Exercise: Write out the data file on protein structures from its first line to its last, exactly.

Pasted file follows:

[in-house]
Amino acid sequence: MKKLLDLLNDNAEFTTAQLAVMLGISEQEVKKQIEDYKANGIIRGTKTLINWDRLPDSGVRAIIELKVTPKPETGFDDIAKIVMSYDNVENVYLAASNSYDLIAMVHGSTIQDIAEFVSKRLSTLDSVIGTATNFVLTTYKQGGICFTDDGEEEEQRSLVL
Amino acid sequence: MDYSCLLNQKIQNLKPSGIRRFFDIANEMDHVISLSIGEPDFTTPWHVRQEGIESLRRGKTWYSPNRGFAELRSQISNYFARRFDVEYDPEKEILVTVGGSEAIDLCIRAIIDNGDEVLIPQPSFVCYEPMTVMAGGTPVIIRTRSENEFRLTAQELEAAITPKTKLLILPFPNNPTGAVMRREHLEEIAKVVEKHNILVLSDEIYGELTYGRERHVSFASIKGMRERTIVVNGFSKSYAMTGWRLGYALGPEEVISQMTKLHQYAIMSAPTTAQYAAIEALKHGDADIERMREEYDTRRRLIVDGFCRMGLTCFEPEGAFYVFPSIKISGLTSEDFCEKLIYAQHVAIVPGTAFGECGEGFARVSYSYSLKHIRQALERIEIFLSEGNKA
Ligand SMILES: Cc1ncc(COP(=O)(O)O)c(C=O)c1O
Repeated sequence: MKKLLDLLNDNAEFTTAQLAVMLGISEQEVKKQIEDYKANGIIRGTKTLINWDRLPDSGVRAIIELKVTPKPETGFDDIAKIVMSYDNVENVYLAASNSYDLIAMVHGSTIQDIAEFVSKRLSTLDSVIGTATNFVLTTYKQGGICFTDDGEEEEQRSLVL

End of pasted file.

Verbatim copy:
[in-house]
Amino acid sequence: MKKLLDLLNDNAEFTTAQLAVMLGISEQEVKKQIEDYKANGIIRGTKTLINWDRLPDSGVRAIIELKVTPKPETGFDDIAKIVMSYDNVENVYLAASNSYDLIAMVHGSTIQDIAEFVSKRLSTLDSVIGTATNFVLTTYKQGGICFTDDGEEEEQRSLVL
Amino acid sequence: MDYSCLLNQKIQNLKPSGIRRFFDIANEMDHVISLSIGEPDFTTPWHVRQEGIESLRRGKTWYSPNRGFAELRSQISNYFARRFDVEYDPEKEILVTVGGSEAIDLCIRAIIDNGDEVLIPQPSFVCYEPMTVMAGGTPVIIRTRSENEFRLTAQELEAAITPKTKLLILPFPNNPTGAVMRREHLEEIAKVVEKHNILVLSDEIYGELTYGRERHVSFASIKGMRERTIVVNGFSKSYAMTGWRLGYALGPEEVISQMTKLHQYAIMSAPTTAQYAAIEALKHGDADIERMREEYDTRRRLIVDGFCRMGLTCFEPEGAFYVFPSIKISGLTSEDFCEKLIYAQHVAIVPGTAFGECGEGFARVSYSYSLKHIRQALERIEIFLSEGNKA
Ligand SMILES: Cc1ncc(COP(=O)(O)O)c(C=O)c1O
Repeated sequence: MKKLLDLLNDNAEFTTAQLAVMLGISEQEVKKQIEDYKANGIIRGTKTLINWDRLPDSGVRAIIELKVTPKPETGFDDIAKIVMSYDNVENVYLAASNSYDLIAMVHGSTIQDIAEFVSKRLSTLDSVIGTATNFVLTTYKQGGICFTDDGEEEEQRSLVL